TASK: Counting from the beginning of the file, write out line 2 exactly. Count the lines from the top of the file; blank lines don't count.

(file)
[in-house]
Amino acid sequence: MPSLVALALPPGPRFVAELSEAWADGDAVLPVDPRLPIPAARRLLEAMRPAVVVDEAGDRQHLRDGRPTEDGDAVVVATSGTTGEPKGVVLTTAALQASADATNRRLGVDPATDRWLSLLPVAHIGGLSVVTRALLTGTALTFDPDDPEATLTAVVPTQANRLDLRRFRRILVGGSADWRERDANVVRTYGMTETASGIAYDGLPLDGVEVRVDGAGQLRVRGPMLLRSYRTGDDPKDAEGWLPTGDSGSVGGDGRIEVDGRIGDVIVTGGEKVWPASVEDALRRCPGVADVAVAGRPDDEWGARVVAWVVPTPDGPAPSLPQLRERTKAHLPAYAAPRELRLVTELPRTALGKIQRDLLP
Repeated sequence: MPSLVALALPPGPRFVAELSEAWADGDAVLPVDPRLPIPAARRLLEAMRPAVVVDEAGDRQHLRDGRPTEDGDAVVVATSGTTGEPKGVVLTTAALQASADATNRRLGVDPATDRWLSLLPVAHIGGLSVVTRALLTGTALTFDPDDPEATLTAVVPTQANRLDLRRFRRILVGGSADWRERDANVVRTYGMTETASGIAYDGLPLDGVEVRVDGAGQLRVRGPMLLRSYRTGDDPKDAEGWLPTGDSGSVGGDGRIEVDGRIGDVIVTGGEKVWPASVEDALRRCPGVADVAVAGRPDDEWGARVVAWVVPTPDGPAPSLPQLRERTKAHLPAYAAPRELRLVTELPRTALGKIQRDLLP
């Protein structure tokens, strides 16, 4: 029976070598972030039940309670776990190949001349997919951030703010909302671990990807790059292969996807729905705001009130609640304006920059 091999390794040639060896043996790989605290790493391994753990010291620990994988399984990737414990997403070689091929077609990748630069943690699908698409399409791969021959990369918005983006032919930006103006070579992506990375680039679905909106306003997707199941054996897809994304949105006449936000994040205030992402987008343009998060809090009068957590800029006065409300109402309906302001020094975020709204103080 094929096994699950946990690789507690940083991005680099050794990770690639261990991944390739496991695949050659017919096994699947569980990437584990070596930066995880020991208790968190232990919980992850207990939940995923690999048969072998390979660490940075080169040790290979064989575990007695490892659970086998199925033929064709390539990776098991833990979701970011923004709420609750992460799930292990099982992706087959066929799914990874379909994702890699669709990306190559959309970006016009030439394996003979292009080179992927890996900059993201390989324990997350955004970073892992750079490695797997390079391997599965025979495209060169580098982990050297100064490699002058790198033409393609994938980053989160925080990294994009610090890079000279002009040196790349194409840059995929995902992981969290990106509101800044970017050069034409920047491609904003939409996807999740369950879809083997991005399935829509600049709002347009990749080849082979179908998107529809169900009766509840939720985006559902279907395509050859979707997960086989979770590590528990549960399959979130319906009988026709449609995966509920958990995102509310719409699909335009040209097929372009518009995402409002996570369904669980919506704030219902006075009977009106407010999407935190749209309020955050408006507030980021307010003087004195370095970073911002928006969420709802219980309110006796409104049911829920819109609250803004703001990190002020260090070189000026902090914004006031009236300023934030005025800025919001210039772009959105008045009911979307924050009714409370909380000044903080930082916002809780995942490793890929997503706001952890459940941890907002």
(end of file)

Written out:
Amino acid sequence: MPSLVALALPPGPRFVAELSEAWADGDAVLPVDPRLPIPAARRLLEAMRPAVVVDEAGDRQHLRDGRPTEDGDAVVVATSGTTGEPKGVVLTTAALQASADATNRRLGVDPATDRWLSLLPVAHIGGLSVVTRALLTGTALTFDPDDPEATLTAVVPTQANRLDLRRFRRILVGGSADWRERDANVVRTYGMTETASGIAYDGLPLDGVEVRVDGAGQLRVRGPMLLRSYRTGDDPKDAEGWLPTGDSGSVGGDGRIEVDGRIGDVIVTGGEKVWPASVEDALRRCPGVADVAVAGRPDDEWGARVVAWVVPTPDGPAPSLPQLRERTKAHLPAYAAPRELRLVTELPRTALGKIQRDLLP